I don’t much care for voting and would prefer to live under a government run like an insurance firm. I think even voluntary governments run democratically will be subject to the problems of expressive voting and rational irrationality (see my somewhat related arguments here and here), and will therefore fail to satisfy people’s true preferences. If I’m right, we won’t see too many democratic seasteads survive too long: people will voice their prejudices and then exit once they realise they have to pay the cost.

The beautiful thing about competitive government is that we don’t need to argue about who’s right. I could be wrong, and maybe voting will prove to be an important part of freedom. I just don’t see, though, how one can maintain that voice is just as fundamental as exit (defined widely as freedom of movement combined with low barriers to entry in the market for governance). If you start with only the capacity for exit, you can move somewhere which gives you voice. If you begin only with the capacity for voice, there’s no obvious way to get the capacity for exit. This asymmetry is crucial: exit can give you any other freedom, including voice. Competitive government isn’t about securing any particular freedom, but giving people the freedom to choose whether or not they want other freedoms. Exit, thus conceived, is the most fundamental freedom.

Hobbesian Government

In Federalist 51, James Madison puts the problems of the tyranny of the majority and the rent-seeking in an interesting way:

In a society under the forms of which the stronger faction can readily unite and oppress the weaker, anarchy may as truly be said to reign as in a state of nature, where the weaker individual is not secured against the violence of the stronger; and as, in the latter state, even the stronger individuals are prompted, by the uncertainty of their condition, to submit to a government which may protect the weak as well as themselves; so, in the former state, will the more powerful factions or parties be gradnally induced, by a like motive, to wish for a government which will protect all parties, the weaker as well as the more powerful.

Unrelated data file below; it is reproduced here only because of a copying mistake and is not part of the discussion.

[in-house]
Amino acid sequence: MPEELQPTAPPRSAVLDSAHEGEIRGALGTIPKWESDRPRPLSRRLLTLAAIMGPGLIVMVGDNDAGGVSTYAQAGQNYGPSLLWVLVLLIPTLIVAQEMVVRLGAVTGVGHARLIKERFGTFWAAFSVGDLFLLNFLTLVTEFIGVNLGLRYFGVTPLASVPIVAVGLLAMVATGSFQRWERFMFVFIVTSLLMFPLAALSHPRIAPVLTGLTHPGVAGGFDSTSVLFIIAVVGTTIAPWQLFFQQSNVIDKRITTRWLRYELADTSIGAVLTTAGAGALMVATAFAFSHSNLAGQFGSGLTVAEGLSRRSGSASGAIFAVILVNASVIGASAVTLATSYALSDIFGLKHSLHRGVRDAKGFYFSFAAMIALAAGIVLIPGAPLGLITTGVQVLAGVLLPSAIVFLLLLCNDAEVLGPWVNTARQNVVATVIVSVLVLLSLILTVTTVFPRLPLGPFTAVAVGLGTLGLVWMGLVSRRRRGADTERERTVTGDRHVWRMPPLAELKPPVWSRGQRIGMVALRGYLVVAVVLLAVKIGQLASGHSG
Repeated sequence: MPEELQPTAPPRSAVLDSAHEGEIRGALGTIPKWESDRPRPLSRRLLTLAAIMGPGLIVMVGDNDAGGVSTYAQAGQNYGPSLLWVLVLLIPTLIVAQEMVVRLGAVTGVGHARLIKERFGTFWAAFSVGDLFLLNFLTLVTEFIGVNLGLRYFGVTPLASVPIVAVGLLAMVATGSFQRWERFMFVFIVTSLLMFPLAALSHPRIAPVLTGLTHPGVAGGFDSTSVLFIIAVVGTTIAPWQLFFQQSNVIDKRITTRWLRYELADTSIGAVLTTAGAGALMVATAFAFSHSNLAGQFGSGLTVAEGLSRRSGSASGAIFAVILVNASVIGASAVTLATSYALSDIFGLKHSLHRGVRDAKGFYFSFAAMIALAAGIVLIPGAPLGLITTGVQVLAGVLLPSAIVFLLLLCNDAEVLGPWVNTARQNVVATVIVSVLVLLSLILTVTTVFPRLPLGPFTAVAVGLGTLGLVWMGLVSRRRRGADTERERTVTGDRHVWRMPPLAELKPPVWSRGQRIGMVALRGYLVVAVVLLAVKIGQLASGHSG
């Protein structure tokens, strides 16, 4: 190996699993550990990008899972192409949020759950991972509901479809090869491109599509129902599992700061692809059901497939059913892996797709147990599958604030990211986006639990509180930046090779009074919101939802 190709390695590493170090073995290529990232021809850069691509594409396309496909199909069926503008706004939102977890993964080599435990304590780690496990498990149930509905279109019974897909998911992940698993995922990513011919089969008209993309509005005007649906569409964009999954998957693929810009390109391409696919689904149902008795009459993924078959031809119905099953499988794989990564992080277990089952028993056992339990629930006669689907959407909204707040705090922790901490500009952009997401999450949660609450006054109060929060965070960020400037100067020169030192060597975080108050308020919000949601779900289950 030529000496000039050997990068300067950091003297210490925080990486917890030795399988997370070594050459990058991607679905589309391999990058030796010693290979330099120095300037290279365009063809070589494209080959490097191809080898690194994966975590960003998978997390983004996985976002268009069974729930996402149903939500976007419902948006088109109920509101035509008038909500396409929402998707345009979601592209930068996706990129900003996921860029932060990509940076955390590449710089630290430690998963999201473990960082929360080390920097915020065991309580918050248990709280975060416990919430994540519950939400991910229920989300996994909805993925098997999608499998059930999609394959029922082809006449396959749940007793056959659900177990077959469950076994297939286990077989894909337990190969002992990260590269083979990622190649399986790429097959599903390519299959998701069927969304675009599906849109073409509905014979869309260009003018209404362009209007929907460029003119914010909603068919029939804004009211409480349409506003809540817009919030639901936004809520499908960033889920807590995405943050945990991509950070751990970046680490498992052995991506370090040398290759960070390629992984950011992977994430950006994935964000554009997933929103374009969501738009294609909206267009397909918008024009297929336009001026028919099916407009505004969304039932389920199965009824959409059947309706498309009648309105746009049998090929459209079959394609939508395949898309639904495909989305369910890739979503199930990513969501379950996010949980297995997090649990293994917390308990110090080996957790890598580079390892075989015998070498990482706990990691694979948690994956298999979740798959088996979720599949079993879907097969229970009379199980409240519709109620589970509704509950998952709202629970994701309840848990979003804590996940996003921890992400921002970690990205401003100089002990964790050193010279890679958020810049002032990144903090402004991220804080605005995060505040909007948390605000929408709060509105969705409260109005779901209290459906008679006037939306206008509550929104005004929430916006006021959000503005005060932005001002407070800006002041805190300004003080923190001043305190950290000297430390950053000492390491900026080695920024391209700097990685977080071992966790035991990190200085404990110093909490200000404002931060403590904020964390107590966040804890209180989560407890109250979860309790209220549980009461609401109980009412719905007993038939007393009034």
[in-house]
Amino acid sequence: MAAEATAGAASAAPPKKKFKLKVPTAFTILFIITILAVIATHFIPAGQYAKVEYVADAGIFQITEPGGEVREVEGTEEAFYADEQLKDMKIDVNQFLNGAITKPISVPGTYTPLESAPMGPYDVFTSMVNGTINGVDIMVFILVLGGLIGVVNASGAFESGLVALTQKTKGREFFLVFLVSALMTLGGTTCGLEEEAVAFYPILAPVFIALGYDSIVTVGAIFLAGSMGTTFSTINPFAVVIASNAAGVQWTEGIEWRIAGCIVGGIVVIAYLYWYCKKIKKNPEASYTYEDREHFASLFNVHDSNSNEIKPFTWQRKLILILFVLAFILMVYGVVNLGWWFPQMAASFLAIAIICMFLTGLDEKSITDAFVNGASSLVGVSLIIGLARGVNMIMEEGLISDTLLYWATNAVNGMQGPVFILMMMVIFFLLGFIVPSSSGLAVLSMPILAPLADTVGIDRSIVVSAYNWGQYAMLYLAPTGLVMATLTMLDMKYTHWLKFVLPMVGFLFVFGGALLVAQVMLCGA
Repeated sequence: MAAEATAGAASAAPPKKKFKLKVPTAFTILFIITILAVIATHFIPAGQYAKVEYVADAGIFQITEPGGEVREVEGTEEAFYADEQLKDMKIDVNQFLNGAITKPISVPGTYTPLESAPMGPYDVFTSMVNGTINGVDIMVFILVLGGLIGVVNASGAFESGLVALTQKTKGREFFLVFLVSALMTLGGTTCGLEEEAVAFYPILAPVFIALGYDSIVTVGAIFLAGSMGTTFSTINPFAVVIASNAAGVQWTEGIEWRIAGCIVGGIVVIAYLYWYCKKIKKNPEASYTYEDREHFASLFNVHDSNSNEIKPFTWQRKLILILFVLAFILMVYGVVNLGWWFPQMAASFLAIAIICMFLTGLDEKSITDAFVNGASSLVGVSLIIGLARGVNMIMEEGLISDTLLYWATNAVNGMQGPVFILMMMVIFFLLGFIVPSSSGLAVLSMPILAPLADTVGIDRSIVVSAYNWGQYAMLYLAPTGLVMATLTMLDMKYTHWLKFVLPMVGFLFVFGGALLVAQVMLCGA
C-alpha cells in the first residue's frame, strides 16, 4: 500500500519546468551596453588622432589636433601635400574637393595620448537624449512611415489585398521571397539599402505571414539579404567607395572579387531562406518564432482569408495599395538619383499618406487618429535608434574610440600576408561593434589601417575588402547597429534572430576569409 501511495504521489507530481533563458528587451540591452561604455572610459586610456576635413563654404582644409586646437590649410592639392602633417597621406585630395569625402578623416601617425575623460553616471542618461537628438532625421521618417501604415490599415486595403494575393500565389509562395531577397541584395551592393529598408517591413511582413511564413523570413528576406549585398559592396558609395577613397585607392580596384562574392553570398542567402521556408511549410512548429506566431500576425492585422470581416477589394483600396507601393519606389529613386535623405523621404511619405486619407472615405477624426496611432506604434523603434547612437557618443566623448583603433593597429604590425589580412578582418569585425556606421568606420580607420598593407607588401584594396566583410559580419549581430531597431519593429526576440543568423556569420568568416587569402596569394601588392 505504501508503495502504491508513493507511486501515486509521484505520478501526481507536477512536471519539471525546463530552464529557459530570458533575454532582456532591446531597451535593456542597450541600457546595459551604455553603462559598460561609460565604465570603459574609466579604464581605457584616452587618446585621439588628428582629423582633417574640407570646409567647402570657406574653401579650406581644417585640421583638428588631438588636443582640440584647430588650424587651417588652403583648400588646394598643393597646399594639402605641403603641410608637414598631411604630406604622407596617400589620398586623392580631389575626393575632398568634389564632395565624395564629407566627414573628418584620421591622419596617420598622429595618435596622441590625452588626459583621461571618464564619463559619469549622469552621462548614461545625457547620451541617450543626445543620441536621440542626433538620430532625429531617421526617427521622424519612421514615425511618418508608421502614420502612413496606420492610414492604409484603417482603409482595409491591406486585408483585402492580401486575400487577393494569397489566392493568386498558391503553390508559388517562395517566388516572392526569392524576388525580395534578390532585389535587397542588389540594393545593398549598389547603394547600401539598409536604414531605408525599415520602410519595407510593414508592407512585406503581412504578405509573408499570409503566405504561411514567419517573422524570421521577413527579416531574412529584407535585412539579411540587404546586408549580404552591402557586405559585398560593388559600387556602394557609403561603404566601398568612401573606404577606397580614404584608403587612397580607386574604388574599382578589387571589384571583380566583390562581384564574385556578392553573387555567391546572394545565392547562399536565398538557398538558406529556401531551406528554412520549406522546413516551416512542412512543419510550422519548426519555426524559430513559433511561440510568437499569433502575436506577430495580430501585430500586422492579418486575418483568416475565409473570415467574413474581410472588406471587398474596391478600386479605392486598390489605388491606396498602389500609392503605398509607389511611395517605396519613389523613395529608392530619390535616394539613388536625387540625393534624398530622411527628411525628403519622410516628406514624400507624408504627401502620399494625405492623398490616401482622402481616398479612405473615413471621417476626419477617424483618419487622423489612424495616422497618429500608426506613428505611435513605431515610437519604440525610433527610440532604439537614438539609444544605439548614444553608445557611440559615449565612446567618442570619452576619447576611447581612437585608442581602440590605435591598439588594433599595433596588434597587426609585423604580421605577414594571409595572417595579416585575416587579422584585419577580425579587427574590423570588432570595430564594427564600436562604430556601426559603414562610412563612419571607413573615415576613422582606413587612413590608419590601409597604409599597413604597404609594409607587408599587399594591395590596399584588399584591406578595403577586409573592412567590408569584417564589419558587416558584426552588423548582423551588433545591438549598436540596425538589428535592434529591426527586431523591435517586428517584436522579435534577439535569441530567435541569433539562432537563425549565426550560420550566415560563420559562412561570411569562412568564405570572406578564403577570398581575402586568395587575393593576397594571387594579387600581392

By anarchy, of course, Madison means Hobbesian anarchy. Unrestrained government, like the Hobbesian state of nature, traps everyone in an n-person prisoner’s dilemma. If everyone can expect to be a victim of factionalized politics (i.e. the tyranny of majority or well-organized interest groups) some of the time, everyone would prefer to live in a world in which the machinery of the state could not be used for plunder. When it comes to playing the actual political game, however, every player’s dominant strategy is to prey upon others when part of the winning coalition and everybody winds up worse off.

Alfred Cuzán makes a similar but distinct point when he argues that we can never really get out of anarchy. He sees the state as subjecting relations among citizens to the control of a third party, but relations within government remain anarchic (i.e. bilateral, without external control). I prefer Madison’s way of looking at things: the state is never completely external to men, and can be used as an instrument of factional predation. It’s a different set of rules in which people relate to one another rather than an organization per se. People can be trapped in the Hobbesian war of all against all with or without the state.

Some see the constitution as a way of escaping the disorder of Hobbesian government. My current view on this is that constitutions can somewhat mitigate, but never come close to eliminating, the expression of factional violence through the state. Government will always be a war of all against all, with lobbyists replacing guns. The best we can hope for from government is the avoidance of total war.